on December 2, 2006
[My bias: Lois Bujold is my favorite fiction author and I have read all of her novels.]
Beguilement is one of those "neither fish nor foul" novels which is either going to really work for you or is going to fall flat. It's so well-written that I doubt anyone could find it bad, but if you don't buy in to the premise then you will probably be wondering why such a good writer was wasting her time on such an uninteresting story.
But if you do buy into the premise, you'll flat-out love it.
What is this mysterious premise? The typical romantic fantasy novel falls into a standard pattern where the lead characters meet, get exposed to some horrible danger, fall in love, defeat the horrible danger, marry, and live happily ever after. But what if the danger part (including the vanquishing) happens before the characters fall in love and well before most of the plot?
Fawn and Dag are thrown together by accident and bound together by a "sharing knife", something which resonates with past tragedies and broken up lives for each of them. Out of this wreckage of their previous lives, they find themselves drawn into a genuine love for each other, even though both of their separate cultures will disapprove of the match.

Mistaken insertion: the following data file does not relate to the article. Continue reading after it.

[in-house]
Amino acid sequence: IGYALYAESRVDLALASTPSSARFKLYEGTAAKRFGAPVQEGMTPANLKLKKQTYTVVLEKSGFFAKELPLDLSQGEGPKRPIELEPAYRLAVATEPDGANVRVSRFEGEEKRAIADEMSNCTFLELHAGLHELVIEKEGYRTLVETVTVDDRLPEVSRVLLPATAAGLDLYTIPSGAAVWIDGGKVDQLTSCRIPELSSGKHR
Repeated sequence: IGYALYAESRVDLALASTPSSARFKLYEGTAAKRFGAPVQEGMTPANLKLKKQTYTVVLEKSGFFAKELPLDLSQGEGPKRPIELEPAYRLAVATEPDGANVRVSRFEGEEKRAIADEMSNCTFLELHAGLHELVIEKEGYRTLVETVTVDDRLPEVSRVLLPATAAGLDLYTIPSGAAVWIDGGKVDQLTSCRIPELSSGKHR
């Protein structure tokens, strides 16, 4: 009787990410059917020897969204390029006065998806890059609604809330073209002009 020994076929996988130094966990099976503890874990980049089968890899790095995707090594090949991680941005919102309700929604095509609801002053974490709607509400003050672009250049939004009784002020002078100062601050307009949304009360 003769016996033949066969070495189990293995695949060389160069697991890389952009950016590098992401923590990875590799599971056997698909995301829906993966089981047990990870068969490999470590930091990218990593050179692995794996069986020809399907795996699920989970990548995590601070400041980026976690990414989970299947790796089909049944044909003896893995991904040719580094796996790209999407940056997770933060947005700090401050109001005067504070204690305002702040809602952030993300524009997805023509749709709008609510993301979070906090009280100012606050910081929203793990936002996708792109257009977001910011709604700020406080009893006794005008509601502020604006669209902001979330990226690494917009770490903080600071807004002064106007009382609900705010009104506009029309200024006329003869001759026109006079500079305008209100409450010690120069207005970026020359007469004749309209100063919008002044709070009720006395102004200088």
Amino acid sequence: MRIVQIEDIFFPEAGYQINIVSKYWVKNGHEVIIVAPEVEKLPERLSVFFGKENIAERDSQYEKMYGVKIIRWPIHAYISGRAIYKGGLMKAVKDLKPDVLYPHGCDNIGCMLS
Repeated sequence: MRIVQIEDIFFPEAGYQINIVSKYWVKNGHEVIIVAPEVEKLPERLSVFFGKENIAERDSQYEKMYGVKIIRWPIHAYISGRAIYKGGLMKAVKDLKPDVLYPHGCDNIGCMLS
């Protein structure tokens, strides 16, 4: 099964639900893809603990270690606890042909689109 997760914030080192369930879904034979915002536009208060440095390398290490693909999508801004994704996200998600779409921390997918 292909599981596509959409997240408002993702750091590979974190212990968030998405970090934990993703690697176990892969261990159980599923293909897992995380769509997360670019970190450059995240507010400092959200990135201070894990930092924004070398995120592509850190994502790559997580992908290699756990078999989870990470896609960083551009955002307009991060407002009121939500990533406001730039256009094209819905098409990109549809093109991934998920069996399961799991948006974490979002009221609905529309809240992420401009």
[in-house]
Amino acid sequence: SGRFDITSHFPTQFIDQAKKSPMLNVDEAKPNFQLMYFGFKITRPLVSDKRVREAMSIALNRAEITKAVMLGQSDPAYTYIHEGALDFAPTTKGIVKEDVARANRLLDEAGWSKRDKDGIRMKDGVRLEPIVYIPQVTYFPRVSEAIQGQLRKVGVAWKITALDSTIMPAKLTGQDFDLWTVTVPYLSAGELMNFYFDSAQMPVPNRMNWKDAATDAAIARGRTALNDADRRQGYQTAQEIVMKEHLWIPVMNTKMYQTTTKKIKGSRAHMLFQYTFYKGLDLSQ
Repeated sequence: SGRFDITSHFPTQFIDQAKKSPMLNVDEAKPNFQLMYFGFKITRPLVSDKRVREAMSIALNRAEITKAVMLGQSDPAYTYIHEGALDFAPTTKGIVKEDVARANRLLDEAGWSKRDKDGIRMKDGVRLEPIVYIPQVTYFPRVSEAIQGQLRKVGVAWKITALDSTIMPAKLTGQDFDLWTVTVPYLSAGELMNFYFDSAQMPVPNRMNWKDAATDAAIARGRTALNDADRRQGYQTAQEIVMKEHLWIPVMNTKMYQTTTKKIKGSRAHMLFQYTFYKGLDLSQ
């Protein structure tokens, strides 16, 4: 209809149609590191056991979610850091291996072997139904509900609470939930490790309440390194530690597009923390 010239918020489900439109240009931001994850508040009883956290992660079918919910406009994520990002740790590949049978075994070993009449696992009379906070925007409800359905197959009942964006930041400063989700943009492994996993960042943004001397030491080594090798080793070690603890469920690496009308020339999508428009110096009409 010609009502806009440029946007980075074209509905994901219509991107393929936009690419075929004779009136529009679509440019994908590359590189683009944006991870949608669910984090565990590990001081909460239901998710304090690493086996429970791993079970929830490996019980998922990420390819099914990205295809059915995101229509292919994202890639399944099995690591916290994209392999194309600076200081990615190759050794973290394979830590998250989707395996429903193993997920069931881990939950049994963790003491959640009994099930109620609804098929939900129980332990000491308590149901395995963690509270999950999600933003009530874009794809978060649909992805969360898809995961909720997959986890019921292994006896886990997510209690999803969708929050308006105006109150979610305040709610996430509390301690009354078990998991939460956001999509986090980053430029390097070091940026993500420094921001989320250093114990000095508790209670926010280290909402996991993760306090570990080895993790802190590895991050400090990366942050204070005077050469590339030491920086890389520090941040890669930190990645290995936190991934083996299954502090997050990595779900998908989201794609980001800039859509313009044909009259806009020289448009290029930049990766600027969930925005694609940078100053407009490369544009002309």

Beguilement is primarily a book about real-world consequences to romantic fantasy ideals. For instance, it opens with a young girl dealing with an out-of-wedlock pregnancy. And throughout the novel Bujold keeps bringing our romantic images back down to earth. Her Aragorn-like Lakewalkers have to deal with dirty clothes, bad smelling comrades, nagging wounds, and a sense of futility about their somewhat thankless and never-ending task. Her farmers live a fairly comfortable but definitely rustic life, where a trip to the town twenty miles away is a once-a-year venture. In fact, Dag is something of a walking consequence all by himself, since he has lost a hand in a battle in which his patrol was defeated by an overwhelming force.